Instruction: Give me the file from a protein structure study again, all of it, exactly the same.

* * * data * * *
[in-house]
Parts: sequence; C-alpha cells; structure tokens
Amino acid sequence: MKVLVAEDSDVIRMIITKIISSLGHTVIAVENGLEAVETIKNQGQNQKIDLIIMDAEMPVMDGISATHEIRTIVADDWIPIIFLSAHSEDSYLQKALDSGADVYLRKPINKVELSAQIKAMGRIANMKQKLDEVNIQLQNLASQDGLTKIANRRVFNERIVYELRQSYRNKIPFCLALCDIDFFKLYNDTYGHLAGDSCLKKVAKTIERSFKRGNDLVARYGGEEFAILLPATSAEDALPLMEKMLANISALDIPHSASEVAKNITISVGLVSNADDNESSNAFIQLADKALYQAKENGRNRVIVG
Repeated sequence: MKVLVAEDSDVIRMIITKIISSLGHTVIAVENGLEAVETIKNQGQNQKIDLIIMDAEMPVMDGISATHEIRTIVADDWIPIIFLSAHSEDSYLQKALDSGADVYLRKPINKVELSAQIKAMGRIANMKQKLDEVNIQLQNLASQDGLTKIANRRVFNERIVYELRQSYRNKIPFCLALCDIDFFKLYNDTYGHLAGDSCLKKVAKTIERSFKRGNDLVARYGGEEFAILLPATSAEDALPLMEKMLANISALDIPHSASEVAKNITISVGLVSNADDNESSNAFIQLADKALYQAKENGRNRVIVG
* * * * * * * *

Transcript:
[in-house]
Parts: sequence; C-alpha cells; structure tokens
Amino acid sequence: MKVLVAEDSDVIRMIITKIISSLGHTVIAVENGLEAVETIKNQGQNQKIDLIIMDAEMPVMDGISATHEIRTIVADDWIPIIFLSAHSEDSYLQKALDSGADVYLRKPINKVELSAQIKAMGRIANMKQKLDEVNIQLQNLASQDGLTKIANRRVFNERIVYELRQSYRNKIPFCLALCDIDFFKLYNDTYGHLAGDSCLKKVAKTIERSFKRGNDLVARYGGEEFAILLPATSAEDALPLMEKMLANISALDIPHSASEVAKNITISVGLVSNADDNESSNAFIQLADKALYQAKENGRNRVIVG
Repeated sequence: MKVLVAEDSDVIRMIITKIISSLGHTVIAVENGLEAVETIKNQGQNQKIDLIIMDAEMPVMDGISATHEIRTIVADDWIPIIFLSAHSEDSYLQKALDSGADVYLRKPINKVELSAQIKAMGRIANMKQKLDEVNIQLQNLASQDGLTKIANRRVFNERIVYELRQSYRNKIPFCLALCDIDFFKLYNDTYGHLAGDSCLKKVAKTIERSFKRGNDLVARYGGEEFAILLPATSAEDALPLMEKMLANISALDIPHSASEVAKNITISVGLVSNADDNESSNAFIQLADKALYQAKENGRNRVIVG